50 Cent was the most popular rapper on the planet when Kanye West first rose to prominence. Yeezy and 50 couldn't have been more different. 50 was the dog who barked. Kanye rapped softly through the wire. 50 was a former dope dealer who liked to party. Kanye was a crate digger,a mama's boy.

In fact, 50 and Kanye made a joke of their differences years later when they staged a SoundScan battle. (In case you're wondering, Kanye destroyed 50.)

Keep in mind that hip-hop theater was the norm in the 2000s. Kanye sensed that people craved a new sound. By being authentic to his persona, Kanye simultaneously moved against the grain.

Yeezy had the music to back up his promise. His debut, 2004's College Dropout, reached fever-pitch anticipation and was embraced as a fresh of breath air. West breathed even more life into the game with his next outing, the musically rich Late Registration.

But thou shalt not judge a man by his albums alone. It's impossible to ignore Ye's string of beats and hooks and verses on other people's work.

At some point, during the mid-00s, Kanye West and The Neptunes were responsible for 90% of the Top 10 songs in the US.

A Kanye beat widened your reach and sometimes got you on the radio. The only Dilated Peoples song to ever crack the Billboard Hot 100, "This Way," was tracked by Mr. West. Slum Village's most popular single, "Selfish," owes its success to a clutch assist from Kanye West.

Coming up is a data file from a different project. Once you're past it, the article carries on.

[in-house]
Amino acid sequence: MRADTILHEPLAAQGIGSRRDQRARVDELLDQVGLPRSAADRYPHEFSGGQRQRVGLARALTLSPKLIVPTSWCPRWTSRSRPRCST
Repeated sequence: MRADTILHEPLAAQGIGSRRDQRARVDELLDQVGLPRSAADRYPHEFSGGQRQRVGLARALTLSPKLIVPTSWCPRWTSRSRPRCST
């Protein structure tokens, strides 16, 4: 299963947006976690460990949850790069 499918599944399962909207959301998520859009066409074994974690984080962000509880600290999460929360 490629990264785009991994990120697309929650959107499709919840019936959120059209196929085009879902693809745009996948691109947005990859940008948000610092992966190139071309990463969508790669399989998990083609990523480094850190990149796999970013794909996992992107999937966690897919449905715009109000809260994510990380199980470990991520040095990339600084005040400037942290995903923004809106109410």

Kanye West's Discography (2000s):

See Also: The 10 Best Kanye West Songs

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#2. Eminem

Christopher Polk/Getty Images

Best Album: The Marshall Mathers LP (2000)
Best Song: "Stan" (2000)

Before Eminem started doing whatever he thinks he's doing with Rihanna, he was a wrecking ball. He had the clever lyrics. He had Dr. Dre's priceless guidance. Em had momentum. After all, he rode into the new decade on the back of a brilliant solo debut, The Slim Shady LP

While everyone was busy talking about his first, Em was already back at work. His best was yet to come. A year later, Em released what I consider his best work to date, The Marshall Mathers LP. His third album, The Eminem Show, is a career highlight. In short, Eminem released his best work in the 2000s. His singles were goofy, but his albums are entire masterclasses on the art of emceeing.

In fact, strip away the last half of his catalog and you can make a strong case for Em as the best MC of the 2000s.

Eminem's Discography (2000s):

  • 2000: The Marshall Mathers LP
  • 2002: The Eminem Show 
  • 2004: Encore 
  • 2009: Relapse